Kyle Busch and Carl Edwards were still seen as the favourites to win the championship, but some major issues for the 18 team in the early part of the Chase quickly sunk him out of contention. But Greg Biffle rose up as a dark horse contender after winning the first two races of the Chase. Biffle, Edwards and Johnson would all finish in the top 3 in the first 3 races of the Chase to separate themselves from the rest of the field, but Talledega is where the championship all but ended for the two Roushkateers. All 3 played it safe during the race and waited until the end to come to the front to contend for a good finish, but it all went wrong for Carl and Greg as Carl spun his teammate while shoving him through the turn and caused the Big One. Biffle would finish 24th, Edwards 29th, and Johnson would avoid all the carnage and come home with a 9th place finish and a healthy 72 point lead over Edwards. Carl would suffer mechanical issues at Lowes and finish 33rd while Johnson finished 6th, and after another Martinsville win for Johson and a 3rd by Carl the point lead would be 149 points over 2nd place Biffle and 198 points over 4th place Carl. Edwards tried his best to catch Johnson by winning 3 of the last 4 races, including a dominating win at Atlanta and fuel mileage gambles at Texas and Homestead. But a stellar runner-up at Atlanta after carving through the field with fresh tires in the closing laps, an average 15th place finish at Texas and a big rebound win at Phoenix, Johnson practically cruised to an easy 3rd straight championship, the first driver to do so since Carl Yarborough from 1976 to 1978. Carl Edwards would finish runner-up despite leading the series in wins, top fives and top tens that year.

2009: By this time the 48 team had the season down to a science, and everything played out predictably. Two things that no one expected was for Tony Stewart to come out of the gate so strong with his new SHR team, or that Mark Martin would become a force to be reckoned with in his first season with HMS; Stewart had a dominant point lead for most of the regular season and won 3 races while Mark Martin would fend off inconsistency and a bad start to the year to lead the regular season with 4 wins and make the Chase. Also, Jeff Gordon enjoyed a rebound year after going winless in 2007, winning at Texas and leading the standings early in the year before settling into 2nd for the long haul. But Jimmie was just as good as he was at the end of 2008, even if the results didn?t show it. Jimmie led significant laps in a number of races during the regular season but anything from bad luck on restarts to bad pit stops to failed fuel mileage gambles cost him at least half a dozen wins. Jimmie would end the regular season 3rd in points but having led the most laps and with 3 wins of his own.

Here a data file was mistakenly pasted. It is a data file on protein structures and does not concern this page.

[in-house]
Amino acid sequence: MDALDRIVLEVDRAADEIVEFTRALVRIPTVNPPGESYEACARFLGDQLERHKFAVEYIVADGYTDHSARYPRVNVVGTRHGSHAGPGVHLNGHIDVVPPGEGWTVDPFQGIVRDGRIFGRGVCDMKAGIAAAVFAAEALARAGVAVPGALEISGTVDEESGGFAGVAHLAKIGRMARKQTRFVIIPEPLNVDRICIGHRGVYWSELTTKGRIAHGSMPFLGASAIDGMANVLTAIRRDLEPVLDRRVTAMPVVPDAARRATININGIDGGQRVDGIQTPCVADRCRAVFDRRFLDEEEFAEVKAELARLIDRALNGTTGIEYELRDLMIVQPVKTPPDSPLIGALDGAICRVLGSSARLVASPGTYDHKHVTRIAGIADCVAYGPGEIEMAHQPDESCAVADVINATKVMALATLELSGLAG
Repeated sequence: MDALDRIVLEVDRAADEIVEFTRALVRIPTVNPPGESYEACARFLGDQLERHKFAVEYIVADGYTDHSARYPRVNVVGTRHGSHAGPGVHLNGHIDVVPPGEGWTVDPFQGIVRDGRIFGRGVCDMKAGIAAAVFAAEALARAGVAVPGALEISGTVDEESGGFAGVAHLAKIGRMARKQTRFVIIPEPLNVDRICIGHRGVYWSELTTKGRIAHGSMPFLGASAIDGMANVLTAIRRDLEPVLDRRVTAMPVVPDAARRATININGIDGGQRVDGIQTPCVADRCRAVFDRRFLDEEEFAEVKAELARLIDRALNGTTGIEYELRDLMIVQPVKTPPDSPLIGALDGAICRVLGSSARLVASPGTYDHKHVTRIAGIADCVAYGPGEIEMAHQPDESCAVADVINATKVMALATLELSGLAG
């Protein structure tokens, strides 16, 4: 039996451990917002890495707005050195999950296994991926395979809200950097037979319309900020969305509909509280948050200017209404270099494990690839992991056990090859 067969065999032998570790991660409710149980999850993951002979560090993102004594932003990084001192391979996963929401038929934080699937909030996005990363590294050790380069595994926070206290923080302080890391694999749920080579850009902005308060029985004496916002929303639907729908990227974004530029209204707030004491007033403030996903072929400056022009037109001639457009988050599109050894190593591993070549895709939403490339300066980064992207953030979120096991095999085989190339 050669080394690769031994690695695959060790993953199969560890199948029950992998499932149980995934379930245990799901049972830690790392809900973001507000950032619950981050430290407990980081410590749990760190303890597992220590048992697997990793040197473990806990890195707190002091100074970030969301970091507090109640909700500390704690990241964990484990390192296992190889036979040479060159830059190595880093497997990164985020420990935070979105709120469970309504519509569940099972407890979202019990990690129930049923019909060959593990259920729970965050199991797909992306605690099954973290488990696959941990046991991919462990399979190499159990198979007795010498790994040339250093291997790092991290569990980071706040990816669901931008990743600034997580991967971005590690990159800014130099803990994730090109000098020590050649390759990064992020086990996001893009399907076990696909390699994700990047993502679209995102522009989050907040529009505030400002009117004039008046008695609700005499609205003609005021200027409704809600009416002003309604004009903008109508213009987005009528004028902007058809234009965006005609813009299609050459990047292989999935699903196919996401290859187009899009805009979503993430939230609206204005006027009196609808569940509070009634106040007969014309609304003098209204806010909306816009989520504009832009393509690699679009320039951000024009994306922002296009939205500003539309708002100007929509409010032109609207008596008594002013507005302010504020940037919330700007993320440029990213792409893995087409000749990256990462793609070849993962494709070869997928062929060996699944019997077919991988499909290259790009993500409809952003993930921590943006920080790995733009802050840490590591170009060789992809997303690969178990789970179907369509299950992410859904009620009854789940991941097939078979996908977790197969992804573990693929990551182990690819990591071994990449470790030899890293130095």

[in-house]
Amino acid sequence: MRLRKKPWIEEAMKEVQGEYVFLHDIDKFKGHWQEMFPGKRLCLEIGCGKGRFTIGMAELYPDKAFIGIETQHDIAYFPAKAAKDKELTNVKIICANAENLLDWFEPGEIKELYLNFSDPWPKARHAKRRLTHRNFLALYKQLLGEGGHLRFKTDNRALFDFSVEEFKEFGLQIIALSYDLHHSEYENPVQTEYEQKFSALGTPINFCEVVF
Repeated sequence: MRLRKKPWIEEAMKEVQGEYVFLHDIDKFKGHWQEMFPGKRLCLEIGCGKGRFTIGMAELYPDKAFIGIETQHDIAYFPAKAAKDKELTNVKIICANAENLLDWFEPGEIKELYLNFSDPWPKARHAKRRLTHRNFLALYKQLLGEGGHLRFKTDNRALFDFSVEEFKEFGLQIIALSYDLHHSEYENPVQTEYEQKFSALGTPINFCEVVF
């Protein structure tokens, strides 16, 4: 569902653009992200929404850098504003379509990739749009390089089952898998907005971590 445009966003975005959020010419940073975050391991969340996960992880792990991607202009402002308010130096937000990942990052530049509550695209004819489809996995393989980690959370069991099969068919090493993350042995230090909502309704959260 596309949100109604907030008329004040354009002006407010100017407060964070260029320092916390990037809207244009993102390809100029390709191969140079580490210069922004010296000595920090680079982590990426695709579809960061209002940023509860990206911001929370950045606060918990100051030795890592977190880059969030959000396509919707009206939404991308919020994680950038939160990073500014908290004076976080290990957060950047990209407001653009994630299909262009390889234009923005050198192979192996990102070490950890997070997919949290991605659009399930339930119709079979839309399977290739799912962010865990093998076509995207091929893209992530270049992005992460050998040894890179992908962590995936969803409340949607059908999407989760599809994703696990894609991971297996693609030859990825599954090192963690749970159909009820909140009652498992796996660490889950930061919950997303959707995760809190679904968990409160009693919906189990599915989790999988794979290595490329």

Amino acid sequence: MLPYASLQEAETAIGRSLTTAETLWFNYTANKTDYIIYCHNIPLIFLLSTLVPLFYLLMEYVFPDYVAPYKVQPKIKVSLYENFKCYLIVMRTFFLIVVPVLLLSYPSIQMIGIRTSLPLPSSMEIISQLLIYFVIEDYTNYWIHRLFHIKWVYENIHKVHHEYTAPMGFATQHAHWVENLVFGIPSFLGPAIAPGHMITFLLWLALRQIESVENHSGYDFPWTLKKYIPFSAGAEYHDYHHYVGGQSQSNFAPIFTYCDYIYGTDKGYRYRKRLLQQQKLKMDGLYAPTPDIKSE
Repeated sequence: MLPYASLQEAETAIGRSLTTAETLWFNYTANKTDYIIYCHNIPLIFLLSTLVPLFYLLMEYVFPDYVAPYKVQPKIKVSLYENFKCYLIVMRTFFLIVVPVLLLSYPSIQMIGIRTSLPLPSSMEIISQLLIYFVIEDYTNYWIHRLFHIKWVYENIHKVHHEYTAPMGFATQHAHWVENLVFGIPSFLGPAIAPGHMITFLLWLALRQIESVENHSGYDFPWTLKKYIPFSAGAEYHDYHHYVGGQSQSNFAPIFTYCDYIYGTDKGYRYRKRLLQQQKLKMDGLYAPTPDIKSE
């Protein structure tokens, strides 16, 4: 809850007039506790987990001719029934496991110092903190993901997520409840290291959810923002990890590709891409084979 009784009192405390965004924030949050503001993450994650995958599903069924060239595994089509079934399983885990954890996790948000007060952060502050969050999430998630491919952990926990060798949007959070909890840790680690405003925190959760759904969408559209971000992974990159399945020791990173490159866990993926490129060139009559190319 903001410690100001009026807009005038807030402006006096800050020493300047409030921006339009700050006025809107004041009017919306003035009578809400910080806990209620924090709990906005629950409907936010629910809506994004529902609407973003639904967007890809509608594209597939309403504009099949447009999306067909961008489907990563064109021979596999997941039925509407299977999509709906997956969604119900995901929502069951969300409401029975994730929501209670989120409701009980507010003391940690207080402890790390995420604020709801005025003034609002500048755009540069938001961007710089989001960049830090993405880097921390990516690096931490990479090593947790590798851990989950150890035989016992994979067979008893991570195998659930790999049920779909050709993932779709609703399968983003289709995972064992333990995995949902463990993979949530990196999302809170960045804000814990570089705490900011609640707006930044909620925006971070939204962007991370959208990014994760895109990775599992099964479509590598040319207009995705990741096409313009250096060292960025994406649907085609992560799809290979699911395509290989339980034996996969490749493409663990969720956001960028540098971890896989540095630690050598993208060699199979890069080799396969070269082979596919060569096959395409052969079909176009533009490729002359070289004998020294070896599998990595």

Mark would start the Chase strong with a win at Loudon, and despite Johnson completing the season sweep at Dover and Stewart winning at Kansas Mark had an 18 point lead over Johnson after 3 races. But the championship battle was over pretty quickly after that as Johnson would dominate California and win at Charlotte to make it back-to-back wins, and after a 2nd at Martinsville Jimmie had an 118 point lead over Mark Martin. The next two races had Jimmie enjoy fantastic luck and then terrible luck; Johnson would lag behind the pack for most of the race at Talledega and benefit from two major wrecks and fuel mileage to finish 6th while his title contenders finished well back so he had a 184 point lead, until a lap 3 wreck at Texas caused him to finish 38th and dropped his point lead to 84 points after Martin finished 4th. He ended up losing 34 points over those two races, but Johnson would once again rebound after a bad race with a win at Phoenix to stretch his point lead to 108 points over Mark heading into Homestead. His 2nd Homestead pole in the last 3 races combined with a 5th allowed him to easily clinch his 4th consecutive Cup series championship, breaking Cale Yarborough?s record of 3 straight set from 1976 to 1978. Mark Martin would finish runner-up for a record-tying 5th time, and with Jeff Gordon finishing 3rd it gave HMS a 1-2-3 finish, the first team to accomplish the feat.

So in summary it?s 4 straight championships, each easier and more dominant than the last! So logic presumes that next year will be.... er, uh oh.